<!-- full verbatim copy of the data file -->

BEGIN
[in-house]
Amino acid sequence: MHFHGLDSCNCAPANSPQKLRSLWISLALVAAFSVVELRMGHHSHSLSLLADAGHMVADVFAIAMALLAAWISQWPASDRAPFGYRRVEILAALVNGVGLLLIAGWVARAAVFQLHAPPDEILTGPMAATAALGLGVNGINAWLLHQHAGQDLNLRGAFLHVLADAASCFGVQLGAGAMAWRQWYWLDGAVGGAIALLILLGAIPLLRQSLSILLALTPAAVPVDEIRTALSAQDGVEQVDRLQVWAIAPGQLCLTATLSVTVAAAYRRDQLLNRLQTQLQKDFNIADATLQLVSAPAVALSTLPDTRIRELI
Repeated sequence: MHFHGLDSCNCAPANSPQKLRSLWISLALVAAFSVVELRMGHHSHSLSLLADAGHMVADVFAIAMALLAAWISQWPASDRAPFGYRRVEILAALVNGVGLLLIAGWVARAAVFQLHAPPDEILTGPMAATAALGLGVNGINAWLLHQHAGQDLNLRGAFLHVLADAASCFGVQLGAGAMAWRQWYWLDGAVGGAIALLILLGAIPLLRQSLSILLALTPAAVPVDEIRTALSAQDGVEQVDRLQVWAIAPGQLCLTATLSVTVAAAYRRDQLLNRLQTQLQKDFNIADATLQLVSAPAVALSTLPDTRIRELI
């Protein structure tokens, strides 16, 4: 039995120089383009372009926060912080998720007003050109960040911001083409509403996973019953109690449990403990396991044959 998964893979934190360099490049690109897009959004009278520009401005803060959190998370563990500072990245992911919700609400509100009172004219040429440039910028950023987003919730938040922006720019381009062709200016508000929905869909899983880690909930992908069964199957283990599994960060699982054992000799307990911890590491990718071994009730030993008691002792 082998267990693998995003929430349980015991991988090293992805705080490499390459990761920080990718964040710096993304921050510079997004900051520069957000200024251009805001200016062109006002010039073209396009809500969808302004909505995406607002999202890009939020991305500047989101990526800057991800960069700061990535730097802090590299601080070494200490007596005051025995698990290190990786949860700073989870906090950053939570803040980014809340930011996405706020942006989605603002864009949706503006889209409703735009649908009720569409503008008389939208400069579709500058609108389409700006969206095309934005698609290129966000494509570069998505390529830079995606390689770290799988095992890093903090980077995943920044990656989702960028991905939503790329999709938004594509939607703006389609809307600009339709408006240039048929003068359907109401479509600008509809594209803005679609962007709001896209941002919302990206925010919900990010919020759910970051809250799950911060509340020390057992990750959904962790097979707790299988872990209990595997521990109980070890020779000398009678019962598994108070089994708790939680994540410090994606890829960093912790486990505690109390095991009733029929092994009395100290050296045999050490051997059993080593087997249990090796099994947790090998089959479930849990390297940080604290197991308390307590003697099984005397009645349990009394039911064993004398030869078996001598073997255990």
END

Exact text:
[in-house]
Amino acid sequence: MHFHGLDSCNCAPANSPQKLRSLWISLALVAAFSVVELRMGHHSHSLSLLADAGHMVADVFAIAMALLAAWISQWPASDRAPFGYRRVEILAALVNGVGLLLIAGWVARAAVFQLHAPPDEILTGPMAATAALGLGVNGINAWLLHQHAGQDLNLRGAFLHVLADAASCFGVQLGAGAMAWRQWYWLDGAVGGAIALLILLGAIPLLRQSLSILLALTPAAVPVDEIRTALSAQDGVEQVDRLQVWAIAPGQLCLTATLSVTVAAAYRRDQLLNRLQTQLQKDFNIADATLQLVSAPAVALSTLPDTRIRELI
Repeated sequence: MHFHGLDSCNCAPANSPQKLRSLWISLALVAAFSVVELRMGHHSHSLSLLADAGHMVADVFAIAMALLAAWISQWPASDRAPFGYRRVEILAALVNGVGLLLIAGWVARAAVFQLHAPPDEILTGPMAATAALGLGVNGINAWLLHQHAGQDLNLRGAFLHVLADAASCFGVQLGAGAMAWRQWYWLDGAVGGAIALLILLGAIPLLRQSLSILLALTPAAVPVDEIRTALSAQDGVEQVDRLQVWAIAPGQLCLTATLSVTVAAAYRRDQLLNRLQTQLQKDFNIADATLQLVSAPAVALSTLPDTRIRELI
């Protein structure tokens, strides 16, 4: 039995120089383009372009926060912080998720007003050109960040911001083409509403996973019953109690449990403990396991044959 998964893979934190360099490049690109897009959004009278520009401005803060959190998370563990500072990245992911919700609400509100009172004219040429440039910028950023987003919730938040922006720019381009062709200016508000929905869909899983880690909930992908069964199957283990599994960060699982054992000799307990911890590491990718071994009730030993008691002792 082998267990693998995003929430349980015991991988090293992805705080490499390459990761920080990718964040710096993304921050510079997004900051520069957000200024251009805001200016062109006002010039073209396009809500969808302004909505995406607002999202890009939020991305500047989101990526800057991800960069700061990535730097802090590299601080070494200490007596005051025995698990290190990786949860700073989870906090950053939570803040980014809340930011996405706020942006989605603002864009949706503006889209409703735009649908009720569409503008008389939208400069579709500058609108389409700006969206095309934005698609290129966000494509570069998505390529830079995606390689770290799988095992890093903090980077995943920044990656989702960028991905939503790329999709938004594509939607703006389609809307600009339709408006240039048929003068359907109401479509600008509809594209803005679609962007709001896209941002919302990206925010919900990010919020759910970051809250799950911060509340020390057992990750959904962790097979707790299988872990209990595997521990109980070890020779000398009678019962598994108070089994708790939680994540410090994606890829960093912790486990505690109390095991009733029929092994009395100290050296045999050490051997059993080593087997249990090796099994947790090998089959479930849990390297940080604290197991308390307590003697099984005397009645349990009394039911064993004398030869078996001598073997255990």